Artificial Child Incubation

from The Manufacturer and Builder, Volume XV, No. 1, page 20, January, 1883

The report of some remarkable experiments in so-called artificial child incubation comes from France. The Glasgow Mail says that the immense success which has attended the artificial incubation of chickens in France recently attracted the attention of Dr. Tavernier [sic], a learned and ingenious physician. He was attached to a hospital for foundlings, and was annoyed at the large number of foundlings that died within the first six months of their life. The majority of those admitted to the hospital were weak and sickly, and he resolved to try what "artificial incubation" would accomplish if applied to infants. The doctor constructed a child incubator on precisely the model of the ordinary chicken incubator. It was a box covered with a glass slide, furnished with a soft woolen bed, and kept at the temperature of 86 ° Fah., by the aid of hot water. He selected as the subject of his first experiment a miserably made infant, one that had come into the world at an injudiciously early period. This infant was placed in the incubator, provided with a nursing bottle, and kept in a dark room. To the surprise of the doctor, it ceased to cry on the second day after it was placed in the incubator, and although it had previously been a preternaturally sleepless child, it sank into a deep and quiet sleep. The child remained in the incubator for about eight weeks, during which time it never once cried, and never remained awake except when taking nourishment. It grew rapidly, and when, at the expiration of sixty days, it was removed from the incubator, it presented the appearance of a healthy infant of at least a year old. Delighted with the success of the experiment, Dr. Tavernier next selected an ordinary six-months-old infant addicted to the usual pains and colic, and exhibiting the usual fretfulness of French infants. This child conducted itself while within the incubator precisely as its predecessor had done. It never cried; it spent its whole time in sleep, and it grew as if it had made up its mind to embrace the career of a professional giant. After a six weeks' stay in the incubator, it was removed and weighed, during this brief period it had doubled its weight. It had become so strong and healthy that it resembled a child three years old, and it could actually walk when holding on to a convenient piece of furniture.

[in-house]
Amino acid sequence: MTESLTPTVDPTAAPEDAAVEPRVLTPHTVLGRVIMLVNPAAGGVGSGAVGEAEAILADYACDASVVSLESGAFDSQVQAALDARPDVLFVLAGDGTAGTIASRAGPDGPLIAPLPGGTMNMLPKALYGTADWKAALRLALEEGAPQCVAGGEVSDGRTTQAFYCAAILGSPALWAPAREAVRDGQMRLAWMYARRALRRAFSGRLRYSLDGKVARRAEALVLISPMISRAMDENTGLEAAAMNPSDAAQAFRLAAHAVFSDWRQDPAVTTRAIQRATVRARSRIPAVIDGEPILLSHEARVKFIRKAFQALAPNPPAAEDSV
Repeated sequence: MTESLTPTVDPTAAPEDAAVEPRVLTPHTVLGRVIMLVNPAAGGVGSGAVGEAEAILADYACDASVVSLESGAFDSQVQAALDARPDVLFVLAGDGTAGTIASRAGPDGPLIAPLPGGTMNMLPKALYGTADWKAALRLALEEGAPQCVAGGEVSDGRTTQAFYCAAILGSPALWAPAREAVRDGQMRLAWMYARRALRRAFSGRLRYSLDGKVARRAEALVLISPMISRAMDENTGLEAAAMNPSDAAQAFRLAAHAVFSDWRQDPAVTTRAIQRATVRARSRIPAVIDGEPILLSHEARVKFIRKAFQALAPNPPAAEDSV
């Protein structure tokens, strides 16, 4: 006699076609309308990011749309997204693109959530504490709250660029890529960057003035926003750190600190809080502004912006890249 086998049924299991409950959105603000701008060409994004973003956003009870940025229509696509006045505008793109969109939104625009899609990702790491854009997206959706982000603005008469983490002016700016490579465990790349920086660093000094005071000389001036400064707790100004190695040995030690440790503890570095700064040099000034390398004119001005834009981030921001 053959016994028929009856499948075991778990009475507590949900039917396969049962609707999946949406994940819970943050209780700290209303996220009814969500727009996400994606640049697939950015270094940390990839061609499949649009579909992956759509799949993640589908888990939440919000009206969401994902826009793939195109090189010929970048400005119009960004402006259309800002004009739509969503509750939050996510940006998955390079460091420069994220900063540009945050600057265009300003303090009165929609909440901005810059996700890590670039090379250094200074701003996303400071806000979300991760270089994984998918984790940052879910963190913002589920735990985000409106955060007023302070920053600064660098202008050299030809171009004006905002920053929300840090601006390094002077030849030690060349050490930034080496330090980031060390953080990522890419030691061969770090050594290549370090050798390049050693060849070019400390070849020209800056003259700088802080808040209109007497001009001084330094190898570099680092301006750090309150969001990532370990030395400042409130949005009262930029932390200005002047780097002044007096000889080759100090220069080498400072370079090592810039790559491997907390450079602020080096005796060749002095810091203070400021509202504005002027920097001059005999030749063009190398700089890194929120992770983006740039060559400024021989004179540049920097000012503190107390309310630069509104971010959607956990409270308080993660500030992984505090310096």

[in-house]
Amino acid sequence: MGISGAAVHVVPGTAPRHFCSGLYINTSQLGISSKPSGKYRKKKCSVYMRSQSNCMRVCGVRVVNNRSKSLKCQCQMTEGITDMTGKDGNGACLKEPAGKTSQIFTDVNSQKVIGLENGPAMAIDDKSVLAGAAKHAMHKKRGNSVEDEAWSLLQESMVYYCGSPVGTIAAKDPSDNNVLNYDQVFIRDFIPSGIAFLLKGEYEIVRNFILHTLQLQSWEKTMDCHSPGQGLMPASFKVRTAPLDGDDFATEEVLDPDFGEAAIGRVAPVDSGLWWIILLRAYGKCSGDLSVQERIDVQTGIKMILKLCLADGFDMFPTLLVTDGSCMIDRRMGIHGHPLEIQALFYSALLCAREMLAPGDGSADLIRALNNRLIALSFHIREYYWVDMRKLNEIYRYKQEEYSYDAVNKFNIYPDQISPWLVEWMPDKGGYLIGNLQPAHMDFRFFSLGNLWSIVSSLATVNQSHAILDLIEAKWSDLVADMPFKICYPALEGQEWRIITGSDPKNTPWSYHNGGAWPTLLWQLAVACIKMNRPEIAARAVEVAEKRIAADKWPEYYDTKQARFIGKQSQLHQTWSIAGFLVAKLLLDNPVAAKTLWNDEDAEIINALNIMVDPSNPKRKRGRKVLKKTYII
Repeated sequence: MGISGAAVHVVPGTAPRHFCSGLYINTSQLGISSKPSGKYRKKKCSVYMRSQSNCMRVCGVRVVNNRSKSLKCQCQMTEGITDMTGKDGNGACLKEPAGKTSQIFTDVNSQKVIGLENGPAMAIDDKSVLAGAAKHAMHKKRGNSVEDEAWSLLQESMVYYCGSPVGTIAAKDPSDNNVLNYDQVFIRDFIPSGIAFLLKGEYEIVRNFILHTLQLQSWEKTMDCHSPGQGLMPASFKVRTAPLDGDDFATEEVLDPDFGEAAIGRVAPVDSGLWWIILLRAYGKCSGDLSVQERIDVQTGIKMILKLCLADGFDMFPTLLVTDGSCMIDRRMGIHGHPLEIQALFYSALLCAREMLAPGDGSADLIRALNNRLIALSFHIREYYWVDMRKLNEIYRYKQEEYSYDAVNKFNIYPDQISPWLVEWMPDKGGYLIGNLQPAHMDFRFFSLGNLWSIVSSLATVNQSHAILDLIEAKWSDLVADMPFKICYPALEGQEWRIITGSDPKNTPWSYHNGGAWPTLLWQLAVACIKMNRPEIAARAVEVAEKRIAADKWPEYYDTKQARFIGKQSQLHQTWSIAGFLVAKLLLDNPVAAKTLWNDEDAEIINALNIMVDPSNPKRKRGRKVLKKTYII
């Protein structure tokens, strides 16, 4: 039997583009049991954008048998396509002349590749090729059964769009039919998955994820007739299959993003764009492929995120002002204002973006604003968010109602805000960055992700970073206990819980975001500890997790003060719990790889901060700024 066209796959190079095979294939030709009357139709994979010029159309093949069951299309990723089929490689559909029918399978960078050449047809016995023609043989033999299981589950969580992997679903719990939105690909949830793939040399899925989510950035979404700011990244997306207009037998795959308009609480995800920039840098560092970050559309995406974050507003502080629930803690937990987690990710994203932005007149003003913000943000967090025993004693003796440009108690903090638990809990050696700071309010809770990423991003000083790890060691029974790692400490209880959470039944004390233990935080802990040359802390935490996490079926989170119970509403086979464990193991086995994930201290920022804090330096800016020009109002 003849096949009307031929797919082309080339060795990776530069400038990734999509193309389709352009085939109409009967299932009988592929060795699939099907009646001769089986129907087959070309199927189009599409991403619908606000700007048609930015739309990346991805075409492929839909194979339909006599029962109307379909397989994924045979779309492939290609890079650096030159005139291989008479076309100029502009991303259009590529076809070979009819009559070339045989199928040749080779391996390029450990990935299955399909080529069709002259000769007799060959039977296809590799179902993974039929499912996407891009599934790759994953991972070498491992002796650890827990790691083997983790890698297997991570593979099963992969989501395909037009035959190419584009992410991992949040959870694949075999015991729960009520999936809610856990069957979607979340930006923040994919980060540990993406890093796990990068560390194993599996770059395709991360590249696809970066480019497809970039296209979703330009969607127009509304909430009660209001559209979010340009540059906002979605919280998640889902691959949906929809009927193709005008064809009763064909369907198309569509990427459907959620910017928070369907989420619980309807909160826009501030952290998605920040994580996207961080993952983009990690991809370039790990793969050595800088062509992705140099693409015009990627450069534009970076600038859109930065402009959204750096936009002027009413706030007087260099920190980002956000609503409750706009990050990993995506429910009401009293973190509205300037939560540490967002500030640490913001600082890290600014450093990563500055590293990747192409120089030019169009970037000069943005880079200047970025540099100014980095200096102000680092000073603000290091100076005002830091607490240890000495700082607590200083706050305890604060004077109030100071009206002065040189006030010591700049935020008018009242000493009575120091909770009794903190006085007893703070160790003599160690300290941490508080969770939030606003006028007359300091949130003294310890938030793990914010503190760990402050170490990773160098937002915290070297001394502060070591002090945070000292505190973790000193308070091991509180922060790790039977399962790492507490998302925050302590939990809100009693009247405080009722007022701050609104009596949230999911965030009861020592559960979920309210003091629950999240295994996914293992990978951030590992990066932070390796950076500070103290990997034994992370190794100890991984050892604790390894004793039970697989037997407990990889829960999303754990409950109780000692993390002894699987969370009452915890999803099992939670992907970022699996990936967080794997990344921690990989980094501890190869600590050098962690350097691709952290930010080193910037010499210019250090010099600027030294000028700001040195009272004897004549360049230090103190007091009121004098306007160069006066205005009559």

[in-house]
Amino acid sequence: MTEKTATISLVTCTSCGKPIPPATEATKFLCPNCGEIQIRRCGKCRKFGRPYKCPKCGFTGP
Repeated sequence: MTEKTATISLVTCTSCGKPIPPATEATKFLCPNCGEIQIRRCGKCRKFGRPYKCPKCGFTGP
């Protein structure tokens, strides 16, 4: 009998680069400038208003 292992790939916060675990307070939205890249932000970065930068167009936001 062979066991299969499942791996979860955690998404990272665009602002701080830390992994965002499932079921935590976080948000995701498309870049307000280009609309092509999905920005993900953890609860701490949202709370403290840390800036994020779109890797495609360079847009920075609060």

These two experiments satisfied Dr. Tavernier of the vast advantages of artificial child incubation. He immediately proceeded, with the permission of the authorities of the hospital, to construct an incubator of the capacity of four hundred infants, and in this he placed every one of the three hundred and sixty infants who were in the hospital on the 10th day of February last. With the exception of one who died of congenital hydrocephalus, and another who was claimed by its repentant parents, the infants were kept continuously in the incubators for six months, when they were removed in consequence of having outgrown their narrow beds.

The results will seem almost incredible to persons who are unfamiliar with the reputation of Dr. Tavernier, and have not seen the report made to the French government on the subject by a select committee of twelve. The average age of the infants last February was 8 months and 3 days, the youngest being less than 12 hours old and the eldest not more than 11 months. Their average weight was 16 pounds, only one of the entire 360 having attained a weight of 32 pounds. At the end of six months of artificial incubation, the average weight of each infant was 24 pounds, and there was not one who would not have been supposed by a casual observer to be at least three years old. In other words, six months of artificial incubation did as much in the way of developing Dr. Tavernier's foundlings as three years of ordinary life would have done. The infants were strong and healthy as well as big; they walked within a week of leaving the incubator, and most of them have since learned to talk. These results surpassed Dr. Tavernier's most enthusiastic expectations, and there can be no doubt that his system of artificial child incubation will be adopted not only in every child's hospital, but in every private family throughout the civilized world.

Making of America at the Cornell University Library
Dr. Stéphane Tarnier
Maternité de Paris, Port-Royal
Incubators at the Maternity Hospital, Port Royal, Paris
De La Couveuse Pour Enfants (Auvard)
Incubators for Infants (London Illustrated News, 1884)
Fondation du pavilion des enfantes débiles à la Maternité de Paris [Foundation of the Pavilion of Sick Infants at the Maternity of Paris]

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